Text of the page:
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Published: 2003/06/26
by Brian Ferdman

Darts – Joe Russo and Marco Benevento

self-released

The art of listening is the keystone to quality improvisational music.
Without listening, there is no true communication between musicians, and
without communication, there is no growth within the improvisation.
Naturally, listening becomes difficult when bands employ large numbers of
musicians. However, when a band is whittled down to only two members, the
art of listening becomes even more important. Two musicians must be
perfectly in sync to develop a solid groove and basis to build the
improvisation. This is the challenge that faces the organ and drums duo of
Marco Benevento and Joe Russo on their live album, Darts.

Thankfully, Benevento and Russo share the same musical brain, as they
consistently remain synchronized throughout their vast sonic explorations.
Effortlessly shifting grooves, the give-and-take between these two musicians
is rather extraordinary. Frequently, they'll engage in a Mexican standoff
of sorts, each waiting for his combatant to propel the jam to loftier
heights. The listener is caught in the crossfire until either Benevento or
Russo shows mercy on the innocent, breaking the tension in a thunderous
release. The results are quite stimulating.

Benevento's organ skills are on fine display here. While dancing across the
keys, he lays down moving bass lines in impressive examples of counterpoint.
Stylistically, he's capable of drilling the harsh staccato of acid jazz,
relishing the mellow textures of ambient music, and even reveling in the
hypnotic figures of a baroque fugue on the enchanting "Marizpan."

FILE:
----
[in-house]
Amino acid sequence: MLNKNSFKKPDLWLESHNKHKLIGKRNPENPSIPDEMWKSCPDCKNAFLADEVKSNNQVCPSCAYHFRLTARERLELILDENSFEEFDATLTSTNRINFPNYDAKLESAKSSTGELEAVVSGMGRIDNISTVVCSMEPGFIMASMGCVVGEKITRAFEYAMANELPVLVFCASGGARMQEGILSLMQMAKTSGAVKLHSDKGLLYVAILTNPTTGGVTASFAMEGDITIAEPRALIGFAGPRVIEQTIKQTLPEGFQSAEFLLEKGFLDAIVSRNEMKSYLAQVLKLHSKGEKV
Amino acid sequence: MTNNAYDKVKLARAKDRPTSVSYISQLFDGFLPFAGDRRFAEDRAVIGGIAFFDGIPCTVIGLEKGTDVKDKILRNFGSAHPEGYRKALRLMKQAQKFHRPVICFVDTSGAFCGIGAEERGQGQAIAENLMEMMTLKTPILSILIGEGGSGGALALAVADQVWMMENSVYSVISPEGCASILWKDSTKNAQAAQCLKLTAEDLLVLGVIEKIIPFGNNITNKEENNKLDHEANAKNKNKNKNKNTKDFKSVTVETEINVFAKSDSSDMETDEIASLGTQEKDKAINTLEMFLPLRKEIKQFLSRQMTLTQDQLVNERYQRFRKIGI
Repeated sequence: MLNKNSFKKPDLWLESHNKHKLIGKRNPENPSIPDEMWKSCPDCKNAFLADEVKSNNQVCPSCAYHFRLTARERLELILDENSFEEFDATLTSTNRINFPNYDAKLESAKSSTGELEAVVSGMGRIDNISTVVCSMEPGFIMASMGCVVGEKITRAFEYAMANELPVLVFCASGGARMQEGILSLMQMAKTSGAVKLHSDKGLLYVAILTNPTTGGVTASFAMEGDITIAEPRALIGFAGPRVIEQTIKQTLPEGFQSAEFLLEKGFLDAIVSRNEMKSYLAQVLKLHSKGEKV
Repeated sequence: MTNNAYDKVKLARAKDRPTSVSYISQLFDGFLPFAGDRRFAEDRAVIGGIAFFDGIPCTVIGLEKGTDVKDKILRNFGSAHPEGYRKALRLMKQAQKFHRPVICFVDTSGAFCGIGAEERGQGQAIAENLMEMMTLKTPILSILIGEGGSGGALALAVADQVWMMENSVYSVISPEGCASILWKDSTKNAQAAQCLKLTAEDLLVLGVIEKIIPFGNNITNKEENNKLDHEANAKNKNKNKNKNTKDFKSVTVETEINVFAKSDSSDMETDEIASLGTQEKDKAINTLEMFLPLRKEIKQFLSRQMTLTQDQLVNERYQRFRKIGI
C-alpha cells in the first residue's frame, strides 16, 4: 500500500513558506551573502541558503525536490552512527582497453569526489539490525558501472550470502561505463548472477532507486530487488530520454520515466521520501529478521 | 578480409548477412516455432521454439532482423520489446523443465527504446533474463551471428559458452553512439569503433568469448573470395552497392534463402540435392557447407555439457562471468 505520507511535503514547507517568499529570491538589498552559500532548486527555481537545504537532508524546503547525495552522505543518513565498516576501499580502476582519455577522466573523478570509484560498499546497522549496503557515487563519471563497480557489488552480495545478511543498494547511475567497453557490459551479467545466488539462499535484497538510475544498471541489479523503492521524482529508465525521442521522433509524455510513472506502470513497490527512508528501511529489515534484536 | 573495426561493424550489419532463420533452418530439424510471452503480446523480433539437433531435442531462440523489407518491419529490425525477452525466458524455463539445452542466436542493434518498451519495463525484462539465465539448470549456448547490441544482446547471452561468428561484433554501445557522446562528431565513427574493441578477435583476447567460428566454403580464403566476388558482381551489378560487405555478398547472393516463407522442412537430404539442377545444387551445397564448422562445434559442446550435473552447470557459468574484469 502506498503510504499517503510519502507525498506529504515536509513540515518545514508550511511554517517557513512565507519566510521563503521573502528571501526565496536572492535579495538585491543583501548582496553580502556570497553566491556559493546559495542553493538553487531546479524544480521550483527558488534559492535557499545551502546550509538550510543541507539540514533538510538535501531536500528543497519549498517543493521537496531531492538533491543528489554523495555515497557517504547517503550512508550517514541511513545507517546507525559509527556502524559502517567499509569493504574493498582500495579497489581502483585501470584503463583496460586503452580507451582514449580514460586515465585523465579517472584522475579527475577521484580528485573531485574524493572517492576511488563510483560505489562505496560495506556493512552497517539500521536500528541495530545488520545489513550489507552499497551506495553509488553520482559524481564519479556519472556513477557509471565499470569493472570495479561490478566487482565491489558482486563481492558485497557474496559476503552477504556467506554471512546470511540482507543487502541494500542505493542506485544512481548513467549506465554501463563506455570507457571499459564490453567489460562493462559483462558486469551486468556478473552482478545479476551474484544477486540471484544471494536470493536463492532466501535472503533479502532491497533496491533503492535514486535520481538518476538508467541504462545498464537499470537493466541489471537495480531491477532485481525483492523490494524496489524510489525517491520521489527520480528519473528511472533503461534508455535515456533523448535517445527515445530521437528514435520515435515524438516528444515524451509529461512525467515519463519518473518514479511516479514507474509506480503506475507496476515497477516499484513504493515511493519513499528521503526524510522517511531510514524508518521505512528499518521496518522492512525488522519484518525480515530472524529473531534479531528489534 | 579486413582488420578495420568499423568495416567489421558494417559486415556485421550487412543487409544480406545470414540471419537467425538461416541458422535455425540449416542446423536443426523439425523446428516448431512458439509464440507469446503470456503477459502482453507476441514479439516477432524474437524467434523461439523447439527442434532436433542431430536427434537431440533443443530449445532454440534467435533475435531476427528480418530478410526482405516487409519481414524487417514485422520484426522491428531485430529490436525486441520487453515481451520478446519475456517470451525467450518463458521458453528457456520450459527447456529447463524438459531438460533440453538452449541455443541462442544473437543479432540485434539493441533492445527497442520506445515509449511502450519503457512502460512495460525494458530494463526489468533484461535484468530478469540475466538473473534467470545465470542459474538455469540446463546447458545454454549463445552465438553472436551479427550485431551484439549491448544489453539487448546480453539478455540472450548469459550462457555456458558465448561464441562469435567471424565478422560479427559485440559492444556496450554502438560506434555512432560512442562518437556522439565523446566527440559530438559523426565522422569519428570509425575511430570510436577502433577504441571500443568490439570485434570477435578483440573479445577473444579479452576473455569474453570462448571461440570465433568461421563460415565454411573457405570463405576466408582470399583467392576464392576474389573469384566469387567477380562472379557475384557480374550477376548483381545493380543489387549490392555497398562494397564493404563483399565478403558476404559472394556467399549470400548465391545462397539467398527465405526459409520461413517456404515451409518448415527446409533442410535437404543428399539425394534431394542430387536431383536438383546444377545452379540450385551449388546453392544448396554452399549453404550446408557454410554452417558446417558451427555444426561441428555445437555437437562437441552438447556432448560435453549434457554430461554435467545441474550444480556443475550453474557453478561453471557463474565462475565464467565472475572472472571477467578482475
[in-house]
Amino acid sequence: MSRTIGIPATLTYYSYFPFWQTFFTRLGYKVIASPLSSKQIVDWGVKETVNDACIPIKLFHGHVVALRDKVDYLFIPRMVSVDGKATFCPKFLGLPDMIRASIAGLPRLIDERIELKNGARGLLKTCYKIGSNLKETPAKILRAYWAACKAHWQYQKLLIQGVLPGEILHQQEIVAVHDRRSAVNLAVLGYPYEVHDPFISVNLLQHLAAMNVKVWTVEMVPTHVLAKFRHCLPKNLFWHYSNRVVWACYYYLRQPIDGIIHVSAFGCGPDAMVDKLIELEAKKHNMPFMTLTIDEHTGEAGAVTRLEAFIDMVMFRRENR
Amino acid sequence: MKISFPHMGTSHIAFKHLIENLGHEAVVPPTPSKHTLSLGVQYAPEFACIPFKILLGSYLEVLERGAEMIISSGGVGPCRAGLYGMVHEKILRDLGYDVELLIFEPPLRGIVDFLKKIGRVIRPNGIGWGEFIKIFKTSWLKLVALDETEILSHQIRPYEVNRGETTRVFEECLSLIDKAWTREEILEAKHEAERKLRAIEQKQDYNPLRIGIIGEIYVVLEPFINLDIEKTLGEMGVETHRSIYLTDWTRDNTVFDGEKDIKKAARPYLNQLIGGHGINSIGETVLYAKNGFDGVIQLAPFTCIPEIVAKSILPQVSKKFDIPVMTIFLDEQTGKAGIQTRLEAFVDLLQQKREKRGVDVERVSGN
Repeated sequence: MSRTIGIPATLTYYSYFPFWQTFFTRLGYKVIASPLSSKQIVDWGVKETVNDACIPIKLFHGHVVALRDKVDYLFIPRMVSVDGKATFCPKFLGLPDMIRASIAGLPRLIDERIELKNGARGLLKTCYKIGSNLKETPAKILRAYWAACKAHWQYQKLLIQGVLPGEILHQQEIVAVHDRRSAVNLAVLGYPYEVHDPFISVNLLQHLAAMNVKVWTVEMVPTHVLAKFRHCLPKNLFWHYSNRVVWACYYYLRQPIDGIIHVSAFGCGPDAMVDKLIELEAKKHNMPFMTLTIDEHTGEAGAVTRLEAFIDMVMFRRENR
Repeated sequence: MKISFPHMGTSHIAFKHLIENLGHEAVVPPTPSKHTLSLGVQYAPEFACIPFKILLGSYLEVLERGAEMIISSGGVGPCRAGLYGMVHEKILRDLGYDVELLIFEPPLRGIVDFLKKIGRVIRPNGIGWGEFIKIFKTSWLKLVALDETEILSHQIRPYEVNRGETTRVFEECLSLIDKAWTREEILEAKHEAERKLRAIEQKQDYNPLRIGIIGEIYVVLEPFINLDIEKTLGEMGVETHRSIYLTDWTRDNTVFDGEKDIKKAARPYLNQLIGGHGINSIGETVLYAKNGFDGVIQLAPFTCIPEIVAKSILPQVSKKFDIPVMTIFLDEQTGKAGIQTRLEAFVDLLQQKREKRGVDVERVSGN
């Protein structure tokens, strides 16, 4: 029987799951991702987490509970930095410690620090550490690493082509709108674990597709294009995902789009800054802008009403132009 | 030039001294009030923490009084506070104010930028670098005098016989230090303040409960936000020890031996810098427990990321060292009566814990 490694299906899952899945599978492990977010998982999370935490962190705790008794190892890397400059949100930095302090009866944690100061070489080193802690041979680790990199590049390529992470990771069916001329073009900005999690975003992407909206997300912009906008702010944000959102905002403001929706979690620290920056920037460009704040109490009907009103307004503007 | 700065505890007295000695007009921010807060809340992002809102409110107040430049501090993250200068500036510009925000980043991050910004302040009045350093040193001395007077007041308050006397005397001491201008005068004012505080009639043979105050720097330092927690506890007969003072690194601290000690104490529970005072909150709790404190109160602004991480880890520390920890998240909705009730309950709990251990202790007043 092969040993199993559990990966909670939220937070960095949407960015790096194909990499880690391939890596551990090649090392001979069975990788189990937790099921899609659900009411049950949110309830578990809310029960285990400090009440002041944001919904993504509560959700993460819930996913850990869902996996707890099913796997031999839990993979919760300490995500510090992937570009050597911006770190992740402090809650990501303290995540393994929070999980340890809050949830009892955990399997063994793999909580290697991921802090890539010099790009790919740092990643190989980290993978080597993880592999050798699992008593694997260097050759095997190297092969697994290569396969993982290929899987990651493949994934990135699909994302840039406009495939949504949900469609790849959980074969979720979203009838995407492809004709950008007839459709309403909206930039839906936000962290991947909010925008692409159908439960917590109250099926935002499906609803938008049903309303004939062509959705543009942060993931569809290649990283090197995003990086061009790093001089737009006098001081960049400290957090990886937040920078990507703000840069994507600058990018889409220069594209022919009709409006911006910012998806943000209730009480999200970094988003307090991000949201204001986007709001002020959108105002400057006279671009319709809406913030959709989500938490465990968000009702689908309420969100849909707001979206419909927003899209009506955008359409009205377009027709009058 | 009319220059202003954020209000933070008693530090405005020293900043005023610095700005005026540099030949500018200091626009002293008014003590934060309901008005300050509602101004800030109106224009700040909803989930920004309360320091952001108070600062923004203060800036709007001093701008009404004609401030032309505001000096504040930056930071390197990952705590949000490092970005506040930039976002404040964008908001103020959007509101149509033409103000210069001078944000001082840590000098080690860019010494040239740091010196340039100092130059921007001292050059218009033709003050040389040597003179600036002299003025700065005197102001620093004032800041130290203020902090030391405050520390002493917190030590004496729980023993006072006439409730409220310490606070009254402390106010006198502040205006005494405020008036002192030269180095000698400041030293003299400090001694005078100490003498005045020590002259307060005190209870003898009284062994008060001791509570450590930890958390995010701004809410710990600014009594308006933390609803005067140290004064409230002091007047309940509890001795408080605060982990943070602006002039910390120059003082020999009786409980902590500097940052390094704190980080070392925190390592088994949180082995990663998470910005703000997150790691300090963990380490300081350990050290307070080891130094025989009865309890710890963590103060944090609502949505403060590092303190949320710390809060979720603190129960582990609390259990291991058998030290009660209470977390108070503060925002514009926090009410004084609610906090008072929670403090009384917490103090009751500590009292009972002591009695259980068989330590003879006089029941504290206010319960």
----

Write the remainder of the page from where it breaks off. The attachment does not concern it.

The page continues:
Russo's intense drumming hinges completely on his partner. Drawing
inspiration from Benevento's leads and bass lines, Russo nicely complements
with rhythms that push the music toward a massive climax. Along the way, he
is somehow able to squeeze extra beats into measures, driving the music
toward the brink of orgasmic explosion.

Benevento and Russo's forte is the tension and release jam, and nowhere is
this more evident than on the second track, "Big Whopper." After teasing
the audience with a long series of clipped and crisp figures, Benevento
moves into a jazzier solo riff. Suddenly, Russo joins in with a couple of
quick hits on the hi-hat. Benevento begins to speed up his riffs until an
agonized girl in the audience actually screams, "Cmon, give it to me!"
With a rapid snare fill and a bevy of cymbal crashes, Russo obliges, and the
duo launch into a speedy groove that straddles the line between acid jazz
and techno. Just as things are starting to cook, Russo breaks it down into
a more obtuse series of beats while Benevento again builds a warped
arpeggiated riff.

Once more, the audience screams, and the duo quickly release the tension in
another visit to the cymbal-laden chorus. With Russo taking ample time to
beat the hell out of his kit in frenetic fills, Benevento travels across the
keys with agility and precision. Suddenly, Russo keeps the intensity raging
but pulls into a quieter dynamic while Benevento continues to race over top.
Without warning, the two make a gliding shift into a eased-back swing
movement, but just as the audience begins to enjoy this development, the duo
shift back into a chaos jam. Again, they peak perfectly with Russo hitting
the fill just when Benevento runs out of keys at the top of his register.
One last breakdown occurs before they climax in double-time. By the end of
this tension-filled groove-shifting song, it's not too far-fetched to
imagine some tortured dancing audience members needing hip-replacement
surgery.

As if the five songs exploring multiple crevasses of jazz aren't enough, the
listener is treated to a special bonus track. I don't want to ruin the
surprise, but needless to say, this familiar number has the tiny band
rocking with the full force of a Viking army.

Darts runs the gamut of musical styles, all the while maintaining a
very large and full sound, especially for a band comprised of only two guys.
With their psychic communication skills and stunning musical dexterity,
Benevento and Russo easily debunk the old adage of "strength in numbers."

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